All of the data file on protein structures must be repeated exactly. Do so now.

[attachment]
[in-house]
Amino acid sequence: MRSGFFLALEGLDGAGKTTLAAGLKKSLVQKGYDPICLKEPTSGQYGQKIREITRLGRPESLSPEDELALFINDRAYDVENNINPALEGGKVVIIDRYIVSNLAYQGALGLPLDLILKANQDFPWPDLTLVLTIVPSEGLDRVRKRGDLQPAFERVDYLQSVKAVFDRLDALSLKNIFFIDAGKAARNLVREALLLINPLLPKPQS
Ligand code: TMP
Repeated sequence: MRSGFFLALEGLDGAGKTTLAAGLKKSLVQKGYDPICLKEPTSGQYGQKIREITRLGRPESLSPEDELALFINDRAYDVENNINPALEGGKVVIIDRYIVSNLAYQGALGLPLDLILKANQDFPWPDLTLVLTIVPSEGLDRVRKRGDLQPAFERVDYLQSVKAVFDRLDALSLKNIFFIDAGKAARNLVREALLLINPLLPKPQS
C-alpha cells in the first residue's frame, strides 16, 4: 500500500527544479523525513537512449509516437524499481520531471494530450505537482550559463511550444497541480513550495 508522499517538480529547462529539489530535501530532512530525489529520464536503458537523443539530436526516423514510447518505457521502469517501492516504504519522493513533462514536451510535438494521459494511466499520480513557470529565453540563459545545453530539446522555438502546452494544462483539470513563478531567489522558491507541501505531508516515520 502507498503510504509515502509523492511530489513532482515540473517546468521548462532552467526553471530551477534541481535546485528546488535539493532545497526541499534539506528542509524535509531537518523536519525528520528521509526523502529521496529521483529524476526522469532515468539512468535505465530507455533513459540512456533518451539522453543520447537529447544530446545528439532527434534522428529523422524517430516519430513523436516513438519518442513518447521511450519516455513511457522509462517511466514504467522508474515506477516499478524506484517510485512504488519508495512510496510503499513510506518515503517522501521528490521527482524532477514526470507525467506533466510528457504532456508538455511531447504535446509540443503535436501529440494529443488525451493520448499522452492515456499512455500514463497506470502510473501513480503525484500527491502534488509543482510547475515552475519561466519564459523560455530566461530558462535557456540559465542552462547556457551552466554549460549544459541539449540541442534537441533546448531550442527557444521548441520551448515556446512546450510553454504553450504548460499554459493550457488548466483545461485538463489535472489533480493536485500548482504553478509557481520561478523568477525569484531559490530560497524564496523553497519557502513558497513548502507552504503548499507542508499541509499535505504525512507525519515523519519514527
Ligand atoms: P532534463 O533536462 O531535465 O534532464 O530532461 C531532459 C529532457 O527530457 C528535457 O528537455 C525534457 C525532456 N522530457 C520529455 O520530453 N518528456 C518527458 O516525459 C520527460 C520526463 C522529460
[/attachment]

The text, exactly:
[in-house]
Amino acid sequence: MRSGFFLALEGLDGAGKTTLAAGLKKSLVQKGYDPICLKEPTSGQYGQKIREITRLGRPESLSPEDELALFINDRAYDVENNINPALEGGKVVIIDRYIVSNLAYQGALGLPLDLILKANQDFPWPDLTLVLTIVPSEGLDRVRKRGDLQPAFERVDYLQSVKAVFDRLDALSLKNIFFIDAGKAARNLVREALLLINPLLPKPQS
Ligand code: TMP
Repeated sequence: MRSGFFLALEGLDGAGKTTLAAGLKKSLVQKGYDPICLKEPTSGQYGQKIREITRLGRPESLSPEDELALFINDRAYDVENNINPALEGGKVVIIDRYIVSNLAYQGALGLPLDLILKANQDFPWPDLTLVLTIVPSEGLDRVRKRGDLQPAFERVDYLQSVKAVFDRLDALSLKNIFFIDAGKAARNLVREALLLINPLLPKPQS
C-alpha cells in the first residue's frame, strides 16, 4: 500500500527544479523525513537512449509516437524499481520531471494530450505537482550559463511550444497541480513550495 508522499517538480529547462529539489530535501530532512530525489529520464536503458537523443539530436526516423514510447518505457521502469517501492516504504519522493513533462514536451510535438494521459494511466499520480513557470529565453540563459545545453530539446522555438502546452494544462483539470513563478531567489522558491507541501505531508516515520 502507498503510504509515502509523492511530489513532482515540473517546468521548462532552467526553471530551477534541481535546485528546488535539493532545497526541499534539506528542509524535509531537518523536519525528520528521509526523502529521496529521483529524476526522469532515468539512468535505465530507455533513459540512456533518451539522453543520447537529447544530446545528439532527434534522428529523422524517430516519430513523436516513438519518442513518447521511450519516455513511457522509462517511466514504467522508474515506477516499478524506484517510485512504488519508495512510496510503499513510506518515503517522501521528490521527482524532477514526470507525467506533466510528457504532456508538455511531447504535446509540443503535436501529440494529443488525451493520448499522452492515456499512455500514463497506470502510473501513480503525484500527491502534488509543482510547475515552475519561466519564459523560455530566461530558462535557456540559465542552462547556457551552466554549460549544459541539449540541442534537441533546448531550442527557444521548441520551448515556446512546450510553454504553450504548460499554459493550457488548466483545461485538463489535472489533480493536485500548482504553478509557481520561478523568477525569484531559490530560497524564496523553497519557502513558497513548502507552504503548499507542508499541509499535505504525512507525519515523519519514527
Ligand atoms: P532534463 O533536462 O531535465 O534532464 O530532461 C531532459 C529532457 O527530457 C528535457 O528537455 C525534457 C525532456 N522530457 C520529455 O520530453 N518528456 C518527458 O516525459 C520527460 C520526463 C522529460